Apple CEO Tim Cook has contacted US House Speaker Nancy Pelosi and other lawmakers in an effort to sway opinion against the ratification of a set of sweeping antitrust bills that aim to rein in Big Tech, the media reported.
Citing sources, The New York Times reported that Apple’s chief executive phoned Pelosi and other members of Congress to warn them of potential pitfalls concerning a set of five proposals announced earlier this month.
According to the report, Cook cautioned that the bills were rushed, would stifle innovation, and would hurt consumers by wreaking havoc on Apple services.
He also requested that the Judiciary Committee delay its process of consideration, a funnel through which the legislation must pass before reaching the full House, AppleInsider reported.
With approval in the House, the bills would need to withstand Senate scrutiny before reaching the desk of the President.
Pelosi pushed back on Cook’s ask, the report said, pressing him to name specific policy objections on the proposed material.
Cook is not the only tech figure to voice opposition to the batch of antitrust laws.
Google’s senior vice president for global affairs Kent Walker has also made calls to lawmakers, while lobbyists and representatives for Amazon and Facebook have issued statements critical of the proposed measures.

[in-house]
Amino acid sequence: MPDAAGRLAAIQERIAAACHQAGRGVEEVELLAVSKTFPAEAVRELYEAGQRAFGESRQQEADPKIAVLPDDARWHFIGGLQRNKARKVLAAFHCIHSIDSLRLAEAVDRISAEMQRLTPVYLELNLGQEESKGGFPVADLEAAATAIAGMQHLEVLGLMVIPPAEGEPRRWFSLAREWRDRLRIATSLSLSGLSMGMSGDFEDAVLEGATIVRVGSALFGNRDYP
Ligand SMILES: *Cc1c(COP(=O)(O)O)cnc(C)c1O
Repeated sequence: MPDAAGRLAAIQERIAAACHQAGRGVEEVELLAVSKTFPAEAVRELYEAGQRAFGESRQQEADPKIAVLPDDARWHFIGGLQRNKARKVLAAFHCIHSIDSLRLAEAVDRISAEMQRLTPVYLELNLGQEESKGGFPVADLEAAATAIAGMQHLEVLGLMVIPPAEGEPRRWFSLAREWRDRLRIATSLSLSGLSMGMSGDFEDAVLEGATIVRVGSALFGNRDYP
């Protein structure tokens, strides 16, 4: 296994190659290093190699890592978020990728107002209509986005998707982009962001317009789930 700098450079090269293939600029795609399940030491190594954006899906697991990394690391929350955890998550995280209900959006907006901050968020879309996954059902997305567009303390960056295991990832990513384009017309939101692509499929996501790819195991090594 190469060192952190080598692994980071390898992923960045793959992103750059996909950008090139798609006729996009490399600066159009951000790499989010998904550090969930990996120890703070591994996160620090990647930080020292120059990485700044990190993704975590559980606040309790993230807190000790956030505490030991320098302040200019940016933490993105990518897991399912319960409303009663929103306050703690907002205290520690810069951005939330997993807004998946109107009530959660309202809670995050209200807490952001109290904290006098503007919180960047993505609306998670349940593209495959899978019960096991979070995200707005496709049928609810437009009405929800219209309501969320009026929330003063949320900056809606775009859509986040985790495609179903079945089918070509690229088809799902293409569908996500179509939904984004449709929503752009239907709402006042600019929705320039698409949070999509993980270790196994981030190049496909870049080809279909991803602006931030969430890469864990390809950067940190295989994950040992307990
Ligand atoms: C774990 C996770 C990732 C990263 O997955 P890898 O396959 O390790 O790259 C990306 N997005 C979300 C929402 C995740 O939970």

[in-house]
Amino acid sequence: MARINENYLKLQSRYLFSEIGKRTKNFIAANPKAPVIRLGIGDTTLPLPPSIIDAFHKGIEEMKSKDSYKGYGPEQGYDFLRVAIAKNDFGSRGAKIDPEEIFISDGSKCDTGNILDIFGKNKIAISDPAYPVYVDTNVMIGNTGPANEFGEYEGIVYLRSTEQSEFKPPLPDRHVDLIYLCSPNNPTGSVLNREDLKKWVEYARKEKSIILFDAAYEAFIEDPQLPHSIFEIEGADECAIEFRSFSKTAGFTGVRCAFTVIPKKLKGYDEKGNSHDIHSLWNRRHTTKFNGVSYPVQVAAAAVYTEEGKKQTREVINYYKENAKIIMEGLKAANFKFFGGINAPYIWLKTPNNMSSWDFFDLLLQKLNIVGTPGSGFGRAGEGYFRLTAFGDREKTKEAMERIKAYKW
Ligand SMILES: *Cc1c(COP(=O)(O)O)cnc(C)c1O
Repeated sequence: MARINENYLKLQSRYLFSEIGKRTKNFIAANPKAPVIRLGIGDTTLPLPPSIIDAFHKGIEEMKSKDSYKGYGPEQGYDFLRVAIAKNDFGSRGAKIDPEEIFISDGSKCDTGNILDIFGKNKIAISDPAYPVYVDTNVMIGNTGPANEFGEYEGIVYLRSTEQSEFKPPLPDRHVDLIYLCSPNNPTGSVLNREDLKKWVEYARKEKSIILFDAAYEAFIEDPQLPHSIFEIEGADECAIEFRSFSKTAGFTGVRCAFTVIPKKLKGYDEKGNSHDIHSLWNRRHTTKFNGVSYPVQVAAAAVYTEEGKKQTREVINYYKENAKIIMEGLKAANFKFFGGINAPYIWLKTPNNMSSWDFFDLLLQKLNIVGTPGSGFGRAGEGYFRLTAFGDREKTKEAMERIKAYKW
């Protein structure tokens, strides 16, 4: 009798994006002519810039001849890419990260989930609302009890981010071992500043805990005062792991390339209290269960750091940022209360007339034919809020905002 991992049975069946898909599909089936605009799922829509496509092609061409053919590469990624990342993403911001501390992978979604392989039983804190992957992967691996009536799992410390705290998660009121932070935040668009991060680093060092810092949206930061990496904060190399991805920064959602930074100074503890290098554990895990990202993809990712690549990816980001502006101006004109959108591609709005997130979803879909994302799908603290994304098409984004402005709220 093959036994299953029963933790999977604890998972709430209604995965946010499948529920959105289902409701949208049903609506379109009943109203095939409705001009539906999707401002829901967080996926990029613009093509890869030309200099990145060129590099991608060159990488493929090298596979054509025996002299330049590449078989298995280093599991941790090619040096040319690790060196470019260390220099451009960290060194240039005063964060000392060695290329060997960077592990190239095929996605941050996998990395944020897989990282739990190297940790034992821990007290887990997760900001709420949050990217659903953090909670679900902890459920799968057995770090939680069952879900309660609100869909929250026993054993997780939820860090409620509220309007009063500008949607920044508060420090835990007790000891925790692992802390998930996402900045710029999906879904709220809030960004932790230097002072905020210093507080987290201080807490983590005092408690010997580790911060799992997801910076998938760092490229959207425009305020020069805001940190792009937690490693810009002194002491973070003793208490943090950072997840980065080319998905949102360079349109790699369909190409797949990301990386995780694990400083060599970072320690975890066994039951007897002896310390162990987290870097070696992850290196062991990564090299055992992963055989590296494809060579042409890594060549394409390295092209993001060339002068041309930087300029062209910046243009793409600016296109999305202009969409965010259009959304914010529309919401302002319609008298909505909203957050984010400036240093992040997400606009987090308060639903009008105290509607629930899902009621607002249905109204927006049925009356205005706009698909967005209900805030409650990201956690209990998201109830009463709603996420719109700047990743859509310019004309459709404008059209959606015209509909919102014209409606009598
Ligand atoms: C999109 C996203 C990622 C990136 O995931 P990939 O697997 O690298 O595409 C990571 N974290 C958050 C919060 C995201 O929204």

This week, a group of think tanks and nonprofits, many of which receive backing from Apple, Amazon, Facebook and Google, issued a condemnatory letter to the Judiciary Committee.
In it, the groups decry policies they say would result in lasting repercussions for the tech industry, the report said.
“We believe that voters want Congress to fix things that are broken — not break or ban things that they feel are working well,” the letter reads.
“We strongly encourage you to reject these proposals,” it added.
The package of bipartisan bills aims to redefine how Big Tech operates and could mean a potential breakup of sector leaders. Issues targeted in the legislation include conflicts of interest, acquisitions, and outsized power enjoyed by top companies like Apple.
One bill, for example, would prohibit Apple from selling devices with first-party apps preinstalled.
Another provides more funding for enforcement agencies like the Justice Department and the Federal Trade Commission, the latter of which recently named prominent antitrust scholar Lina Khan as its chair.
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